The Washington-based nonprofit group called People. Animals. Love. has switched its in-person meetups to virtual sessions during the pandemic to serve hundreds of kids per month who are practicing reading.

No hard feelings. They’re judgment-free sessions, so dog naps are okay. And if new readers want to strut their stuff — or even if they struggle with some words — that’s all right, too.

“He’s really proud that he can read,” said Nicholas’s mother, Alissa Gaiani. “It’s really given him a platform to show that off a bit.”

PAL coordinates about 500 individually owned dogs and a few cats to provide comfort to people in places such as care facilities, libraries and prisons. During the pandemic, the young readers program moved online to keep the service going.

“We think part of the awesomeness is to see the dog on the screen,” said James Haworth, executive director of PAL, which was started in 1982 by retired veterinarian Earl Strimple.

Kids are often frightened if a teacher asks them to read in front of the classroom, but they are not intimidated by dogs, which makes the pooches a more comfortable audience.

Alissa Gaiani said her son has done many Zoom therapy sessions, and he attended an in-person session about a year ago. Her own two dogs sometimes make background appearances, but they are not nearly as exciting to Nicholas as the new dog faces.

“He’s enjoying meeting the different types of dogs, and he gets excited when he recognizes a name,” said Gaiani, 41. “He’s just been happy to read to someone other than his parents. It’s been a really good outlet for that.”

The Zoom sessions are also helping Nicholas, a kindergartner at Burning Tree Elementary School in Bethesda, cope with isolation.

“In the beginning, the kids were excited to be home. … Now, some of that excitement has worn off,” she said. “He misses his friends. This is something for him to look forward to — something different in his daily routine.”

The children’s program usually takes place at Washington-area libraries, where kids read aloud to and pet dogs in groups.

Now PAL hosts two 30-minute sessions three days a week — and sessions book up fast.

During the sessions, two groups of six or seven kids — generally ages 5 to 10 — sign onto the Zoom. Each child is paired with a dog and its volunteer owner/handler. After an introduction with other participants and an emcee, each pair goes into a virtual breakout room for a session that lasts about 12 minutes. After that, kids go into a session with another dog.

Kids pick a favorite book and read it to the dogs, while turning around the books to show the dogs the page illustrations.

At the end of the session, the handlers wiggle their dogs’ paws as a farewell wave.

“I think it’s not just the dog. There’s a caring adult with the dog who is eager to listen to a child … and that feels good for a child,” Haworth said. “A lot of the kids take the assignment of reading to a therapy dog very seriously.”

Fiona Lassiter, JP’s handler, who lives in Alexandria, jokes that the dog — whose name stands for Jersey Prince — is a horrible worker, because he sleeps on the job. Actually, JP isn’t snoozing because he is bored. The 3-year-old Maltese-and-Poodle mix loves attention.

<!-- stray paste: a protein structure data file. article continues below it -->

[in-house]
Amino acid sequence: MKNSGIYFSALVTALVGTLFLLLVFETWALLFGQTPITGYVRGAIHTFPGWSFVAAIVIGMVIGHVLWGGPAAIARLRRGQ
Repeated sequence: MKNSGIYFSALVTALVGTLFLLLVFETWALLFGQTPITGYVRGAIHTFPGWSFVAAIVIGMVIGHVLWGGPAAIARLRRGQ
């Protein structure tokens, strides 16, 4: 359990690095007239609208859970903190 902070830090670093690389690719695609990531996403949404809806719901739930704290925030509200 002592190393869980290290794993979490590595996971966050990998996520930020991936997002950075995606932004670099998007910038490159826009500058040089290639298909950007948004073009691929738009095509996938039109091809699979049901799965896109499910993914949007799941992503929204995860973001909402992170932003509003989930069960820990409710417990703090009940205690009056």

“It’s a soothing thing for him,” said Lassiter, 42, who has been working from home in her job for U.S. Citizenship and Immigration Services.

Jennifer Adams of Ashburn, Va., said her therapy dog Skylos, a big male black Labrador, loves the attention he gets at in-person sessions. Skylos, who is 15, has been a therapy dog since he was about 2. He also gets sleepy during Zooms.

She said she enjoys the virtual therapy sessions and the distraction of having “a few moments of quiet and not have to worry about everything that’s going on.”

Although the PAL program is based in the Washington area, the virtual program has participants from outside the region. Heidi Guevin of Colchester, Vt., signed up her son after hearing about it from her sister, a former Washington-area resident. In a recent Zoom, Nathan Guevin Burch, 9, sat in a rocking chair and read to Skylos from a graphic novel in the “Big Nate” series by Lincoln Peirce.

“You know, the word gullible isn’t in the dictionary!” Nathan read.

Guevin thought her son might grow bored with the virtual sessions, but that hasn’t happened.

“Every week, he loves doing it,” said Guevin, 41. “He will drop whatever he’s doing if he is outside playing.”

Another kid reader, Pax Lukanic, 9, sat on a couch with his ear buds as he smiled and read “The Terrible Two” to a dog named Winnie. Pax has done several online sessions in recent weeks, and it fulfills his elementary school’s virtual homework assignment of reading 30 minutes a day.

Pax was reluctant to read after being online all day during quarantine — until he had the opportunity to “read to the doggies,” said his mom, Jennifer Logun.

“Then it became so easy and effortless,” said Logun, 48, who left her New York City home with her husband and their three kids during the pandemic and moved into her parents’ house in Bethesda.

“He’s excited to read to the dogs,” she said. “Thirty minutes go by in a flash, then homework gets done.”

As for Winnie, the 6-year-old Maltese-Shih Tzu mix typically snoozes through the online sessions — but that is no different from the in-person sessions, and it is part of Winnie’s charm, said handler Margie Tommer, 57, of Bethesda.

“When we do it in the library, she sleeps the whole time. It’s hysterical,” Tommer said. “For the kids, it’s a calming effect. … They literally will sit there and pet her the whole time while they read.”

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